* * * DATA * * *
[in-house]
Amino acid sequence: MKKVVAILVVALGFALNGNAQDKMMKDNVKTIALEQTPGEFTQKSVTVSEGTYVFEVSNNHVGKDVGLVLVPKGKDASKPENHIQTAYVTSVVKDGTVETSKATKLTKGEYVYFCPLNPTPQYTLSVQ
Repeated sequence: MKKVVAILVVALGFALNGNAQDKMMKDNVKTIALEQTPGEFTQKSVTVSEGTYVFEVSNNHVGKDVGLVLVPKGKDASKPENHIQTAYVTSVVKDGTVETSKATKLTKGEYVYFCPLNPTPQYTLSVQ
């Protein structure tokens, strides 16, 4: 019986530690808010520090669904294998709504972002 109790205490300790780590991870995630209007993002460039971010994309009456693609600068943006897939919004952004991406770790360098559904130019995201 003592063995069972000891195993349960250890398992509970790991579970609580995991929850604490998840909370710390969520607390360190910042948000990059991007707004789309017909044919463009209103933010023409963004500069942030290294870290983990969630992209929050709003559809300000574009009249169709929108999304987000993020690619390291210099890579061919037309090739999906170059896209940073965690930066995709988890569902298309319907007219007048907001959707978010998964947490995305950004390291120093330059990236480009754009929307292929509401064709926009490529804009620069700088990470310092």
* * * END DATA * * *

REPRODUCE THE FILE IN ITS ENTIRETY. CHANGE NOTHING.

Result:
[in-house]
Amino acid sequence: MKKVVAILVVALGFALNGNAQDKMMKDNVKTIALEQTPGEFTQKSVTVSEGTYVFEVSNNHVGKDVGLVLVPKGKDASKPENHIQTAYVTSVVKDGTVETSKATKLTKGEYVYFCPLNPTPQYTLSVQ
Repeated sequence: MKKVVAILVVALGFALNGNAQDKMMKDNVKTIALEQTPGEFTQKSVTVSEGTYVFEVSNNHVGKDVGLVLVPKGKDASKPENHIQTAYVTSVVKDGTVETSKATKLTKGEYVYFCPLNPTPQYTLSVQ
């Protein structure tokens, strides 16, 4: 019986530690808010520090669904294998709504972002 109790205490300790780590991870995630209007993002460039971010994309009456693609600068943006897939919004952004991406770790360098559904130019995201 003592063995069972000891195993349960250890398992509970790991579970609580995991929850604490998840909370710390969520607390360190910042948000990059991007707004789309017909044919463009209103933010023409963004500069942030290294870290983990969630992209929050709003559809300000574009009249169709929108999304987000993020690619390291210099890579061919037309090739999906170059896209940073965690930066995709988890569902298309319907007219007048907001959707978010998964947490995305950004390291120093330059990236480009754009929307292929509401064709926009490529804009620069700088990470310092």